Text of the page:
Wood not fully burning in WSM but maintaining temps?

Discussion in 'Charcoal Smokers' started by dandiele, May 21, 2013.

  1. maple sticks

    maple sticks Smoking Fanatic

    Hi, From my cub scout days I remember needing three things for a fire, fuel air and heat. I'm with others who have suggested smaller chunks of wood. Your not generating enough heat to consume the wood chunks. The wood is smoldering as long as lit charcoal is close enough to keep it hot. Wood needs more heat to burn than charcoal. Smaller chunks of wood get to burning temp faster. 

    I think.
    Last edited: May 22, 2013
  2. dandiele

    dandiele Fire Starter

    Ok I will try to remember to do that. Im going to be taking it out of town with me to cook for the family this weekend. I use what coals are left after the last time I use it when i shut it down and it goes out on its own. unless there arent many in there ill add more, but if im going to do a whole pork butt ill load it fresh so it will burn the whole cook and not have to reload. 

    I may need smaller chunks, the ones I got from walmart seem extremely dry, they don't show any signs of moisture sizzling out of them when there burning. how ever some are softball sized.....I have been trying to use the smaller pieces and not using the bigger ones yet. When I got the WSM in the cooler temps (we had a very cold spring) I could see the steam from the water pan and if I stuck my nose right in the steam I could not smell any smoke what so ever. You can tell if your sniffer inhales some smoke. or at least mine can. I am going to try the more smaller chunks idea and see what happens. I dont have a saw really to cut my chunks smaller but I could use my works vice and a handsaw to cut them in half.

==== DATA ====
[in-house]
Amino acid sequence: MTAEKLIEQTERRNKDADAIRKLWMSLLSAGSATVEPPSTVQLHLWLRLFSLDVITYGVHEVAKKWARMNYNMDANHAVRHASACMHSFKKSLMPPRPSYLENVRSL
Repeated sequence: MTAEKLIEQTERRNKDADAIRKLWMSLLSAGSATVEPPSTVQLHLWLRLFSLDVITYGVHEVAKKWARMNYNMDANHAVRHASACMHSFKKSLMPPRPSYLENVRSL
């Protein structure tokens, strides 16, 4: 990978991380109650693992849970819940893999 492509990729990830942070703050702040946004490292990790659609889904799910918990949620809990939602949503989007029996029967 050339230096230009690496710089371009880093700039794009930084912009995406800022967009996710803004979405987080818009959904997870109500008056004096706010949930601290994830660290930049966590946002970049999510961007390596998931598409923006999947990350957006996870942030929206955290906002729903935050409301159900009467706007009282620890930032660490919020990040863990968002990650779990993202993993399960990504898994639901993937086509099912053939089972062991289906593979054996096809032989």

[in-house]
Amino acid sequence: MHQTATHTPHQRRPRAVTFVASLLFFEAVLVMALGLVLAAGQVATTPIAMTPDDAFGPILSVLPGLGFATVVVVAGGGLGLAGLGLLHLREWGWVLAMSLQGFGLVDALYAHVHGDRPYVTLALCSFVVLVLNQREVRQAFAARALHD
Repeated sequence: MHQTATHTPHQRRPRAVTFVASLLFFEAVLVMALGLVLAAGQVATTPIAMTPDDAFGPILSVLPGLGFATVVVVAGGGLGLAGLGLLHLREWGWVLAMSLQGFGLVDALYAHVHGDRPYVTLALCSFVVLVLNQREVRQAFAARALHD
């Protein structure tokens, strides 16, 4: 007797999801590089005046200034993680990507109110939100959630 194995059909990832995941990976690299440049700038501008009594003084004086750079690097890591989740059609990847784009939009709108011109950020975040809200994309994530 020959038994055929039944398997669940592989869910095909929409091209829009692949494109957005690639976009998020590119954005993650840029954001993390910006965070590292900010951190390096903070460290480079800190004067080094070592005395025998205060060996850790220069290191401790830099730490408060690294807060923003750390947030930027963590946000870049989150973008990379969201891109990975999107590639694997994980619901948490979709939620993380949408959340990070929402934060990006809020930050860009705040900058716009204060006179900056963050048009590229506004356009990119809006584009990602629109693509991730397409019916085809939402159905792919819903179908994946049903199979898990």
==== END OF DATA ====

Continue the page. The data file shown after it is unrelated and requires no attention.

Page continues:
On average how much wood are you guys using for say a 4 hour rib smoke, and also a 12 hour pork butt smoke? I use about 5 for ribs maybe 6 or 7 for a pork shoulder. maybe I need to use 10 fist size pieces and then if that is to much adjust it down from there.

    You guys have been very helpful thank you for the information and advice.
  3. Use a hatchet and just split the chunks.

    I use this for splitting. Made it myself. Splitting wood chunks for BBQ is about all the action it sees.

    Last edited: May 22, 2013
  4. maple sticks

    maple sticks Smoking Fanatic

    Carlos,  that is a nice looking wood splitter.  [​IMG]
  5. hambone1950

    hambone1950 Master of the Pit Group Lead

    I was gonna suggest a hatchet too , but that is a real nice splitter! You made that? Nice work , brother!Thumbs Up
  6. jirodriguez

    jirodriguez Master of the Pit OTBS Member SMF Premier Member

    Another thing you can do is instead of putting all the wood in at the start of the smoke, toss 2 pieces in every hour, this provides a fairly constant stream of thin blue smoke. For ribs I'll do this for the first 3 or 4 hours, for a pork butt 6-8 hours. Also different woods are stonger than others, if you are using mesquite do 1 piece per hour if you don't want a strong flavor. I buy the bags at Home Depot or Lowes.
  7. dandiele

    dandiele Fire Starter

    Ill have to try some of these suggestions. for everyones information the wood I use is sold at walmart and is this http://www.westernbbqproducts.com/hickory1.html

    The same wood sold on the website for old smokey grills and smokers.
  8. Thanks. It works really well. .250" thick at the spine most of the way up gives it a good heft.